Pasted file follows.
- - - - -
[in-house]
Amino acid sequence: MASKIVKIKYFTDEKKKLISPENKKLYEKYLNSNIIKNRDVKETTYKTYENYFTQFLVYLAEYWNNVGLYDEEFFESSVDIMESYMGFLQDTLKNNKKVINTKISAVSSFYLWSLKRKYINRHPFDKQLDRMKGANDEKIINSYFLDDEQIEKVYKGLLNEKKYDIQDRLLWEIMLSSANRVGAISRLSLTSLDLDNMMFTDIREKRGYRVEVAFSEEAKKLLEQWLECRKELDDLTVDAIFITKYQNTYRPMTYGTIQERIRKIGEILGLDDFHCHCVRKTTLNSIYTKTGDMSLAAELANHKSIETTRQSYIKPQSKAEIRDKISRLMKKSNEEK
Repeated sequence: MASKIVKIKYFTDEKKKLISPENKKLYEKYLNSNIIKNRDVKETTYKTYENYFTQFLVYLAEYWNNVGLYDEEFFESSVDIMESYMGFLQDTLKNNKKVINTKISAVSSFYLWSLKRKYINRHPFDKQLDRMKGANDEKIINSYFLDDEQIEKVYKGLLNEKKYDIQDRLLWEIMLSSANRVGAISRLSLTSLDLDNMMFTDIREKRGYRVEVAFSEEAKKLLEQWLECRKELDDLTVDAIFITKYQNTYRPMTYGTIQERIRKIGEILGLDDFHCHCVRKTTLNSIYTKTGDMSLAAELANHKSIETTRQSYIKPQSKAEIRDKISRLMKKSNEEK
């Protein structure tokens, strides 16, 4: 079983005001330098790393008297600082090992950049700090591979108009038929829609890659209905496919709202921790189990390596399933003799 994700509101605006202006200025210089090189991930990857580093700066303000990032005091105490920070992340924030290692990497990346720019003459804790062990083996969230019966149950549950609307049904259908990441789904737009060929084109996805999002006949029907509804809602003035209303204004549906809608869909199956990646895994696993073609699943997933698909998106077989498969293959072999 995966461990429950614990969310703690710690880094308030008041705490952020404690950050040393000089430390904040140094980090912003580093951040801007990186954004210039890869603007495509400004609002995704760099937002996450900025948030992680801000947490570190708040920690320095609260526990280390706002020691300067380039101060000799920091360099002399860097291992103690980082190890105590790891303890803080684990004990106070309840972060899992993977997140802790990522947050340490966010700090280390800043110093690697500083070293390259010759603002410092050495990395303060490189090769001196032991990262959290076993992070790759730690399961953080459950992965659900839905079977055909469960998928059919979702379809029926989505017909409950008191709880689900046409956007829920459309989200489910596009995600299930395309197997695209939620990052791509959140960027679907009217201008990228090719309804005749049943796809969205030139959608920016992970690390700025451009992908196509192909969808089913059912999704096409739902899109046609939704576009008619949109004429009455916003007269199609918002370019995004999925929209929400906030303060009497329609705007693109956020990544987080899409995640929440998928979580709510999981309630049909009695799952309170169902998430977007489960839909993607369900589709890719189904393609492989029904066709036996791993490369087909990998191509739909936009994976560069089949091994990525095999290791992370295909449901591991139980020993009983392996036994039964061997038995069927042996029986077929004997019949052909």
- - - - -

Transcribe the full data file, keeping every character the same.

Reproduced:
[in-house]
Amino acid sequence: MASKIVKIKYFTDEKKKLISPENKKLYEKYLNSNIIKNRDVKETTYKTYENYFTQFLVYLAEYWNNVGLYDEEFFESSVDIMESYMGFLQDTLKNNKKVINTKISAVSSFYLWSLKRKYINRHPFDKQLDRMKGANDEKIINSYFLDDEQIEKVYKGLLNEKKYDIQDRLLWEIMLSSANRVGAISRLSLTSLDLDNMMFTDIREKRGYRVEVAFSEEAKKLLEQWLECRKELDDLTVDAIFITKYQNTYRPMTYGTIQERIRKIGEILGLDDFHCHCVRKTTLNSIYTKTGDMSLAAELANHKSIETTRQSYIKPQSKAEIRDKISRLMKKSNEEK
Repeated sequence: MASKIVKIKYFTDEKKKLISPENKKLYEKYLNSNIIKNRDVKETTYKTYENYFTQFLVYLAEYWNNVGLYDEEFFESSVDIMESYMGFLQDTLKNNKKVINTKISAVSSFYLWSLKRKYINRHPFDKQLDRMKGANDEKIINSYFLDDEQIEKVYKGLLNEKKYDIQDRLLWEIMLSSANRVGAISRLSLTSLDLDNMMFTDIREKRGYRVEVAFSEEAKKLLEQWLECRKELDDLTVDAIFITKYQNTYRPMTYGTIQERIRKIGEILGLDDFHCHCVRKTTLNSIYTKTGDMSLAAELANHKSIETTRQSYIKPQSKAEIRDKISRLMKKSNEEK
């Protein structure tokens, strides 16, 4: 079983005001330098790393008297600082090992950049700090591979108009038929829609890659209905496919709202921790189990390596399933003799 994700509101605006202006200025210089090189991930990857580093700066303000990032005091105490920070992340924030290692990497990346720019003459804790062990083996969230019966149950549950609307049904259908990441789904737009060929084109996805999002006949029907509804809602003035209303204004549906809608869909199956990646895994696993073609699943997933698909998106077989498969293959072999 995966461990429950614990969310703690710690880094308030008041705490952020404690950050040393000089430390904040140094980090912003580093951040801007990186954004210039890869603007495509400004609002995704760099937002996450900025948030992680801000947490570190708040920690320095609260526990280390706002020691300067380039101060000799920091360099002399860097291992103690980082190890105590790891303890803080684990004990106070309840972060899992993977997140802790990522947050340490966010700090280390800043110093690697500083070293390259010759603002410092050495990395303060490189090769001196032991990262959290076993992070790759730690399961953080459950992965659900839905079977055909469960998928059919979702379809029926989505017909409950008191709880689900046409956007829920459309989200489910596009995600299930395309197997695209939620990052791509959140960027679907009217201008990228090719309804005749049943796809969205030139959608920016992970690390700025451009992908196509192909969808089913059912999704096409739902899109046609939704576009008619949109004429009455916003007269199609918002370019995004999925929209929400906030303060009497329609705007693109956020990544987080899409995640929440998928979580709510999981309630049909009695799952309170169902998430977007489960839909993607369900589709890719189904393609492989029904066709036996791993490369087909990998191509739909936009994976560069089949091994990525095999290791992370295909449901591991139980020993009983392996036994039964061997038995069927042996029986077929004997019949052909």